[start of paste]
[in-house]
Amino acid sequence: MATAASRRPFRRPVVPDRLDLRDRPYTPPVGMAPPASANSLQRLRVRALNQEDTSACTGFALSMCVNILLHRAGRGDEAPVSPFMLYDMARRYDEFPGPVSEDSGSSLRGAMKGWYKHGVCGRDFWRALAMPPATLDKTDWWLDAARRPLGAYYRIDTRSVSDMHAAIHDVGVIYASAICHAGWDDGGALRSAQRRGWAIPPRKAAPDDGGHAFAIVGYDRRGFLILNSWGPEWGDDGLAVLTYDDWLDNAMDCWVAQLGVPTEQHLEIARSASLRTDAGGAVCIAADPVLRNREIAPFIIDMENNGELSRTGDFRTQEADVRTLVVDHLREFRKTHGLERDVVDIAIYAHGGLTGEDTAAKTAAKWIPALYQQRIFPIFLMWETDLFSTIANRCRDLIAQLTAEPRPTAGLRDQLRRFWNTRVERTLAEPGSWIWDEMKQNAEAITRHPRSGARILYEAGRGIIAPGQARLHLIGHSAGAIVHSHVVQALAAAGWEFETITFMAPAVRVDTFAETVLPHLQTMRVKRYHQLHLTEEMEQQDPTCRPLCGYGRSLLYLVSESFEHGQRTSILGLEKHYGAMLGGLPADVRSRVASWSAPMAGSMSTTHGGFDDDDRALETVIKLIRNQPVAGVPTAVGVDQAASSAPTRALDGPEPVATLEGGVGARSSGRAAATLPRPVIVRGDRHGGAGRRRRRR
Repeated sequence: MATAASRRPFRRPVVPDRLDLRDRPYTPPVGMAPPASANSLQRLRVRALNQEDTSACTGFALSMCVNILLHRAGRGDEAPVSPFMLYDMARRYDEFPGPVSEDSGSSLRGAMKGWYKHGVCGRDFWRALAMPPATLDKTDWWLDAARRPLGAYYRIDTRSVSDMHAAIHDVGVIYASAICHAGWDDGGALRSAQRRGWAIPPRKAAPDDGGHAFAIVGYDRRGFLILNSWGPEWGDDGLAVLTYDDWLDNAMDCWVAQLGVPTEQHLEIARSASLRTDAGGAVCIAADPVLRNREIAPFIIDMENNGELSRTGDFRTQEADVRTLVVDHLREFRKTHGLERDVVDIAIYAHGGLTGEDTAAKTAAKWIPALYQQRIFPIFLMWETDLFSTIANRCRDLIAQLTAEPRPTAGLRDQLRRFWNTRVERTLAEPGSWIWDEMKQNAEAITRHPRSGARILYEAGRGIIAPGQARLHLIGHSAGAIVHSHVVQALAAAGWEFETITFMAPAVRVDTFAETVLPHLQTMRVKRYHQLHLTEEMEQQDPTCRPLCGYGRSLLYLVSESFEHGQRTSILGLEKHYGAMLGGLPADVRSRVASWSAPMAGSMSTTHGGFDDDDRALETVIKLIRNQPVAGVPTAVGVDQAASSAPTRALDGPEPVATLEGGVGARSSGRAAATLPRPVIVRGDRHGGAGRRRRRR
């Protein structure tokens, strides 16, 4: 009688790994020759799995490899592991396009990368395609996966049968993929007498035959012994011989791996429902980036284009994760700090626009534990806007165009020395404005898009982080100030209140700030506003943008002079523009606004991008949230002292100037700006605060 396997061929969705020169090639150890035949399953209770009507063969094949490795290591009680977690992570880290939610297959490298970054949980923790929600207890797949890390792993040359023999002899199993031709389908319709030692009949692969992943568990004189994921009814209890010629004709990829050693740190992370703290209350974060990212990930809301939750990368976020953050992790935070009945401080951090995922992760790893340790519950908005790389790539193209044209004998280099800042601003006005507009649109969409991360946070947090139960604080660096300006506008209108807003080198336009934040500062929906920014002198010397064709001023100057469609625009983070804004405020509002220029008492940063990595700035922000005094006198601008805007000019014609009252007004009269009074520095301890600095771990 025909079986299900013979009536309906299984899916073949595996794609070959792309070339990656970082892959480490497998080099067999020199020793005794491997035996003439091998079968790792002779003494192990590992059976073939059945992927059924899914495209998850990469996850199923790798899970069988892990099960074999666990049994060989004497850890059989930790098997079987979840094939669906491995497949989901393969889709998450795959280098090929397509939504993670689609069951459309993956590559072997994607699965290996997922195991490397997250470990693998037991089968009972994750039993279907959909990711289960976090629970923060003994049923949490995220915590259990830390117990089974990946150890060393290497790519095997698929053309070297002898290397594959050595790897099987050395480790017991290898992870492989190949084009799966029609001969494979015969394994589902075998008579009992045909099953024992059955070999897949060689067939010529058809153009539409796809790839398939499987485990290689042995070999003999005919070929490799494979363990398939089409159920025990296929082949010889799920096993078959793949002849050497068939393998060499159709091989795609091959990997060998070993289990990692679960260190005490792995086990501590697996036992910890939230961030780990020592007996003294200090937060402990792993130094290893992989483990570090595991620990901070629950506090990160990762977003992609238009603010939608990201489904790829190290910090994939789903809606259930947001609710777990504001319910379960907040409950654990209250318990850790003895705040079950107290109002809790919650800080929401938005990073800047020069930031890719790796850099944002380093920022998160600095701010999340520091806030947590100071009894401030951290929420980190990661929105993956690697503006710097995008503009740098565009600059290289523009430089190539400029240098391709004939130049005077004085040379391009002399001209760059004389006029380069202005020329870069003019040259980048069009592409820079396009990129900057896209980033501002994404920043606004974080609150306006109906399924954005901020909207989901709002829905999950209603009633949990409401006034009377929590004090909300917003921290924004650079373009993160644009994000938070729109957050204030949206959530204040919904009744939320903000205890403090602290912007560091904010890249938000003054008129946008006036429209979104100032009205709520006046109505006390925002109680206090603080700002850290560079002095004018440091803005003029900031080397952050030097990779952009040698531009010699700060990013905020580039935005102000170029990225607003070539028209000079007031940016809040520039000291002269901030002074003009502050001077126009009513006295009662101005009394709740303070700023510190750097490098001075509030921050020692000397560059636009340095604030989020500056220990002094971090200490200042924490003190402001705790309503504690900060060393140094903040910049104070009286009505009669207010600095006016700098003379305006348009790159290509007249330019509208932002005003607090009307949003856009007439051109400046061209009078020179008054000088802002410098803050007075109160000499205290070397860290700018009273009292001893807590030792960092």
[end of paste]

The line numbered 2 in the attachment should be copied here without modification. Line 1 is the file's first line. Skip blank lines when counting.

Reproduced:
Amino acid sequence: MATAASRRPFRRPVVPDRLDLRDRPYTPPVGMAPPASANSLQRLRVRALNQEDTSACTGFALSMCVNILLHRAGRGDEAPVSPFMLYDMARRYDEFPGPVSEDSGSSLRGAMKGWYKHGVCGRDFWRALAMPPATLDKTDWWLDAARRPLGAYYRIDTRSVSDMHAAIHDVGVIYASAICHAGWDDGGALRSAQRRGWAIPPRKAAPDDGGHAFAIVGYDRRGFLILNSWGPEWGDDGLAVLTYDDWLDNAMDCWVAQLGVPTEQHLEIARSASLRTDAGGAVCIAADPVLRNREIAPFIIDMENNGELSRTGDFRTQEADVRTLVVDHLREFRKTHGLERDVVDIAIYAHGGLTGEDTAAKTAAKWIPALYQQRIFPIFLMWETDLFSTIANRCRDLIAQLTAEPRPTAGLRDQLRRFWNTRVERTLAEPGSWIWDEMKQNAEAITRHPRSGARILYEAGRGIIAPGQARLHLIGHSAGAIVHSHVVQALAAAGWEFETITFMAPAVRVDTFAETVLPHLQTMRVKRYHQLHLTEEMEQQDPTCRPLCGYGRSLLYLVSESFEHGQRTSILGLEKHYGAMLGGLPADVRSRVASWSAPMAGSMSTTHGGFDDDDRALETVIKLIRNQPVAGVPTAVGVDQAASSAPTRALDGPEPVATLEGGVGARSSGRAAATLPRPVIVRGDRHGGAGRRRRRR